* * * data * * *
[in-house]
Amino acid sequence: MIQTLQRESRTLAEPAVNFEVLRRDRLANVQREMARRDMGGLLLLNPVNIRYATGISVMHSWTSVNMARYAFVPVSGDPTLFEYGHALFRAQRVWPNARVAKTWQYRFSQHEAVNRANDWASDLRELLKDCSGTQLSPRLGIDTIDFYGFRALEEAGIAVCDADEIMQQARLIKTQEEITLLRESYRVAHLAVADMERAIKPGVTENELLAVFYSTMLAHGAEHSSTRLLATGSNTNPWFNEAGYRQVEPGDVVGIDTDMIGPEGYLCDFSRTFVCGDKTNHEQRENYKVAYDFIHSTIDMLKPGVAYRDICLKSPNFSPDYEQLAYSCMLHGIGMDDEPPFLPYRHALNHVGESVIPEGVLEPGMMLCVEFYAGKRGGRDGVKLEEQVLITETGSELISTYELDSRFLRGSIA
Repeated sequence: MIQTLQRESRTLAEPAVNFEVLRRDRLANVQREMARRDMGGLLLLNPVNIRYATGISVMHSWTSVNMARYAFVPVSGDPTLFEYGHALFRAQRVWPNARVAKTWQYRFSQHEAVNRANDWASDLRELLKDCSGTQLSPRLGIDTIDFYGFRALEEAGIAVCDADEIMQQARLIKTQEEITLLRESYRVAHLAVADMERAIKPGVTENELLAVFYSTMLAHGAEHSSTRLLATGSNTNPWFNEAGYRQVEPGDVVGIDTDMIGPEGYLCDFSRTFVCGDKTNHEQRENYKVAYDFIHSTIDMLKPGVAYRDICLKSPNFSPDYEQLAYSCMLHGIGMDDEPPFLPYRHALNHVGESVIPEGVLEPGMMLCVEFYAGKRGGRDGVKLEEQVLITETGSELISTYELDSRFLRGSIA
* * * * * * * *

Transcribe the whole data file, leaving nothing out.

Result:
[in-house]
Amino acid sequence: MIQTLQRESRTLAEPAVNFEVLRRDRLANVQREMARRDMGGLLLLNPVNIRYATGISVMHSWTSVNMARYAFVPVSGDPTLFEYGHALFRAQRVWPNARVAKTWQYRFSQHEAVNRANDWASDLRELLKDCSGTQLSPRLGIDTIDFYGFRALEEAGIAVCDADEIMQQARLIKTQEEITLLRESYRVAHLAVADMERAIKPGVTENELLAVFYSTMLAHGAEHSSTRLLATGSNTNPWFNEAGYRQVEPGDVVGIDTDMIGPEGYLCDFSRTFVCGDKTNHEQRENYKVAYDFIHSTIDMLKPGVAYRDICLKSPNFSPDYEQLAYSCMLHGIGMDDEPPFLPYRHALNHVGESVIPEGVLEPGMMLCVEFYAGKRGGRDGVKLEEQVLITETGSELISTYELDSRFLRGSIA
Repeated sequence: MIQTLQRESRTLAEPAVNFEVLRRDRLANVQREMARRDMGGLLLLNPVNIRYATGISVMHSWTSVNMARYAFVPVSGDPTLFEYGHALFRAQRVWPNARVAKTWQYRFSQHEAVNRANDWASDLRELLKDCSGTQLSPRLGIDTIDFYGFRALEEAGIAVCDADEIMQQARLIKTQEEITLLRESYRVAHLAVADMERAIKPGVTENELLAVFYSTMLAHGAEHSSTRLLATGSNTNPWFNEAGYRQVEPGDVVGIDTDMIGPEGYLCDFSRTFVCGDKTNHEQRENYKVAYDFIHSTIDMLKPGVAYRDICLKSPNFSPDYEQLAYSCMLHGIGMDDEPPFLPYRHALNHVGESVIPEGVLEPGMMLCVEFYAGKRGGRDGVKLEEQVLITETGSELISTYELDSRFLRGSIA